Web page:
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Road Less Traveled

Ken Begley

I HAVE A SIDELINE writing stories for a local newspaper. Every now and then, even in a small rural community, you’ll find folks who blow your mind. One such individual is a retiree named Junius R. Tate, who goes by J.R. and who spent his youth in Washington County, Kentucky.

Tate hiked the Appalachian Trail, which crosses 14 states from Georgia to Maine and is roughly 2,200 miles long. It takes a determined hiker about six months to complete.

Tate has hiked the entire length four times, spending as little as $1,000 per journey. The first time was in 1990, when he was age 53. He hiked it again in 1994 and 1998. Then, in 2006 at age 69, he completed the trail for the final time. He turned 70 one week later. On these journeys, he carried a backpack weighing around 50 pounds through every sort of weather you can imagine.

Tate wrote a book called Walkin’ on the Happy Side of Misery: A Slice of Life on the Appalachian Trail. He then wrote a second book called Walkin’ with the Ghost Whisperers: Lore and Legends of the Appalachian Trail.

After Tate completed his third hike, CBS News did a feature on him. The Tennessee State Senate made him an honorary ambassador for his work promoting hiking. He spent many years giving hundreds of talks to folks who wanted to hear his story and perhaps hike the Appalachian Trail themselves.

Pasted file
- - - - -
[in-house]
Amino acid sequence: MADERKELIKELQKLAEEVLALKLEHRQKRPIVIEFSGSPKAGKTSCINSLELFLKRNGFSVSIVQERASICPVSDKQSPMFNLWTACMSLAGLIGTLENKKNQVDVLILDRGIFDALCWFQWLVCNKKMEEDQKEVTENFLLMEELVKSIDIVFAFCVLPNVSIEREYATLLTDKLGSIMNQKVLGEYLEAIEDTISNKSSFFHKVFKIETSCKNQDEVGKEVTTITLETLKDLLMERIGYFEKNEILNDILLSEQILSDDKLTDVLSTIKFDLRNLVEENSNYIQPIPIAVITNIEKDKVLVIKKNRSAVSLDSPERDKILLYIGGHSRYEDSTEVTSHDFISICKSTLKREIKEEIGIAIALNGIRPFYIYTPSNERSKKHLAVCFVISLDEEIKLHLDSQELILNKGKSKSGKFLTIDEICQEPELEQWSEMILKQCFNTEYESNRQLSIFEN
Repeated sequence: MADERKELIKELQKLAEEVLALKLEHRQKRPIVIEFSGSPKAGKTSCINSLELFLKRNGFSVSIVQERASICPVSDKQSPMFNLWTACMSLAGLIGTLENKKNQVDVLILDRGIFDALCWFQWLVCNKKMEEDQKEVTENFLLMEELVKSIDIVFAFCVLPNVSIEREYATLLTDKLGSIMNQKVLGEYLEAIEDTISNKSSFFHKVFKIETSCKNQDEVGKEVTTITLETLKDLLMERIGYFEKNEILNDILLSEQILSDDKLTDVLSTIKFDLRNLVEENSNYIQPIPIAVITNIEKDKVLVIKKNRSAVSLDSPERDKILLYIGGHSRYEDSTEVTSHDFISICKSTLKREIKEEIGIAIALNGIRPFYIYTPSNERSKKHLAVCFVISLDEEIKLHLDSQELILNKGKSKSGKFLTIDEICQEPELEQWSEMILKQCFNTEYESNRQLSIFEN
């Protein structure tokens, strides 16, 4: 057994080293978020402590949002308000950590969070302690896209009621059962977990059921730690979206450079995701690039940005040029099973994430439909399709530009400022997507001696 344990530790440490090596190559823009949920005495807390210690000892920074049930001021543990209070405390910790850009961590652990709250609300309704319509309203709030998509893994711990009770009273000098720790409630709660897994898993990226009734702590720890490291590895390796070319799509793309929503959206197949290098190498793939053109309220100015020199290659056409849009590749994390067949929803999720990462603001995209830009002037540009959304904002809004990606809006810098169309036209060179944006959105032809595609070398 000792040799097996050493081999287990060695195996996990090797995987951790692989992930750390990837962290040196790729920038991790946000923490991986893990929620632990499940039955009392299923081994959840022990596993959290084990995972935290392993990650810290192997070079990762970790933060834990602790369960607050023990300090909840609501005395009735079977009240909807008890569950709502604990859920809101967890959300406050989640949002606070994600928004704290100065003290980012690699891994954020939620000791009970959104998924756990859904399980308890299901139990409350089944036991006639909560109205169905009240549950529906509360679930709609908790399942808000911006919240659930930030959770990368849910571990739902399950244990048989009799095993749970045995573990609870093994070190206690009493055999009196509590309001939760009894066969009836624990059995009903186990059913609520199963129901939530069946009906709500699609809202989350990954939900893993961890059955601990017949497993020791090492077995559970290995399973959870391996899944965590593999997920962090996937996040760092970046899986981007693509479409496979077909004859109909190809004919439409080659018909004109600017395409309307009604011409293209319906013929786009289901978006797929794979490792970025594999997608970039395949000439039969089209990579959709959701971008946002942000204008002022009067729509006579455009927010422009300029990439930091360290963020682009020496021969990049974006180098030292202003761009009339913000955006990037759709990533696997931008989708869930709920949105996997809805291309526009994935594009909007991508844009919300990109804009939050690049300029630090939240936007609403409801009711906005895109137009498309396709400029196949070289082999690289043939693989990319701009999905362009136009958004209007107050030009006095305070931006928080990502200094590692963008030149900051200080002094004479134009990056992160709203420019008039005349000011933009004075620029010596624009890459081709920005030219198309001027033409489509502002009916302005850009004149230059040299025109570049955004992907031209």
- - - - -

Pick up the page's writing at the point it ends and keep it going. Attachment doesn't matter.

Tate’s hiking began when he retired from the Marines in 1980. He farmed for a while in western Kentucky before moving to Virginia, where his son was studying medicine. It was there that he began to take up trail hiking as a hobby. One day, a young friend asked him to hike the Appalachian Trail with him. So he did.

I asked Tate, “How does someone prepare to hike the Appalachian Trail?” He said the best way “is to put lots of extra weight in your backpack and power hike up and down hills.” He said he put a load of Encyclopedia Britannica volumes in his pack and hiked up steep hills.

You can also just “head up into the mountains and do a hundred or more miles with a little extra weight,” he said. Whatever you do, don’t go out without proper preparation, he advises.

A hiker needs to decide whether to “thru-hike” or “section-hike.” A thru-hiker completes the trail in one continuous trip. A section hiker might take years to complete the trail by hiking sections each year until completing it entirely.

You can start at either the north or south end of the trail. About 90% of thru-hikers begin in Georgia. They’re called “north bounders.” Meanwhile, “south bounders” start in Maine.

Why do most hikers start in Georgia? North bounders can start hiking as early as Jan. 1, though most begin in mid-March or early April. Tate always took the northbound route. He’d begin his hikes in early April. That gave him time to reach the trail’s end at Baxter State Park in Maine by the end of September. The park usually closes to hikers on Oct. 15.